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Metservice pollen forecaster Dr David Fountain said the city is now at the peak of the grass pollen season following a slow start due to the cold spring.
“The grasses didn’t grow and develop their flowering structures very quickly because of the cold temperatures following winter and suddenly you get a big high coming over and you get weeks of warm weather and away it goes," he said.
“It’s like spring being uncompressed, the cells in the flowering stalks expand, the grass heads rise up and the pollen starts being produced and right now like I said it is just in full force."
Mr Fountain said hayfever sufferers should be particularly wary of nor’westerlies.
“For Christchurch, the nor’wester brings air from the West Coast and over the ranges and then from the farmlands and the foothills so I think that is a danger.
“However, the city is also well known for its cool sea breezes from the sea and they come from the east and they won’t bring any pollen, so in a way, the sea breeze is an advantage for hayfever sufferers.”
“It seems to be a particularly bad season," she said.
“Another thing that we have noticed is that the nor’wester seems to enhance allergy problems and we have had a lot of those recently."
Unichem Bishopdale pharmacist and co-owner Maria McIntyre said they are also seeing an increased number of people with itchy eyes.
She said when it comes to hayfever, there is not one simple solution.
“Dependent on what your symptoms are and what is most pronounced will influence what is the best medication to try.
“So for some people that suffer really severely, they may find their symptoms are best controlled with eye drops and a nasal spray and antihistamine tablets,” she said.
Ms McIntyre said when it came to choosing particular brands there is not a particular stand out.
“As far as picking the best one, it is more down to individual variation than one being particularly better than the other, but the tablets you can take once a day like a Telfast or a Levrix, they do tend to have really good, long-sustained action.”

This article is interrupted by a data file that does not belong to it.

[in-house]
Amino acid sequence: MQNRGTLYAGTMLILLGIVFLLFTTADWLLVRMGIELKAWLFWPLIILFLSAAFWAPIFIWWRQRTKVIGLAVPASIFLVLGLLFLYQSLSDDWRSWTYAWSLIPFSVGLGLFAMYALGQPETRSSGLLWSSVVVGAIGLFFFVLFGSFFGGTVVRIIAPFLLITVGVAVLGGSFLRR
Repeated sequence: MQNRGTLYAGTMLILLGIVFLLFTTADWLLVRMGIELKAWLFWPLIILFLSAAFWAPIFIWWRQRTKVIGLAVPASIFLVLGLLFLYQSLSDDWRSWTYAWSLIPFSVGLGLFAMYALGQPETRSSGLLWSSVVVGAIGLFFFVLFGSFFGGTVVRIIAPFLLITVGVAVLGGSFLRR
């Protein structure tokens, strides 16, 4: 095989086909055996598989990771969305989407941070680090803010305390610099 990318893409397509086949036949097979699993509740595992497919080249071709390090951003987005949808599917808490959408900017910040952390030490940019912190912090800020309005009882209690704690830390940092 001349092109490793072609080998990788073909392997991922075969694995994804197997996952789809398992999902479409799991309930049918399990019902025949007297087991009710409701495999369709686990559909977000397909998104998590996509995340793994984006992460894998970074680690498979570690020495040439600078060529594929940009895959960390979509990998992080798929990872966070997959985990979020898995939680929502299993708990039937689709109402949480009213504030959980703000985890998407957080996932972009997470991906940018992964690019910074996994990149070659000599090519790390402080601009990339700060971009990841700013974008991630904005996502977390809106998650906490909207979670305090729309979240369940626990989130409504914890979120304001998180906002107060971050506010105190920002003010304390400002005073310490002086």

Ms McIntyre recommended keeping bedroom windows closed during the morning and driving to work with the car windows closed to avoid pollen.
“Another thing that I tell people for hayfever is that when we are out and about we often collect pollen in our hair.
"As we lie in bed, we rub it all across pillowcases and then breathe it all in throughout the night.
“So rinse your hair at night-time or brush your hair for people that struggle a lot, then you can change your pilowcases. Effectively removing the pollen the best you can at night time can sometimes make that little bit of difference.”
Malaghan institute professor Franca Ronchese said hayfever sufferers react to pollen as if it were a stinging insect.
“Hayfever is a type of allergic disease where our immune system reacts to pollens instead of ignoring them," she said.
"Immune cells produce allergic antibodies called IgE, which react with the pollen, and cause the symptoms of hayfever.
“The consequence is that we start sneezing, our eyes get itchy and watery, and we get a runny nose, which are all different ways for our body to try and push out or wash away the offending pollens.
“Our body reacts as if the pollen was a stinging insect, or a tick or similar, which has to be removed.”
'LIKE MY EYES WERE ON FIRE'
The Fulton Hogan labourer thought he was just tired so he rubbed his eyes.
“I started to sneeze and my workmates started giving me a bit of grief because I was slowing the team down,” he said.
In his first year living in Christchurch, he had only ever experienced very mild symptoms of hayfever before.
“I’ve had the infrequent sneezing before, I wouldn’t even need any medication for that, but never anything to this level. It felt like my eyes were on fire.”
Mr Laing said he came home from playing touch in Hagley Park last week with welts on his skin after diving for the try line and coming into contact with the grass.
“I was also noticing my symptoms would get a lot worse when an old nor’westerly would come around.”
However, he said his symptoms had significantly improved since taking a Flixonase nasal spray once a day.
“It has been unbelievable, I was told by a friend that it would not make much of a difference in the first two days but boy oh boy did it make a difference in the long run.”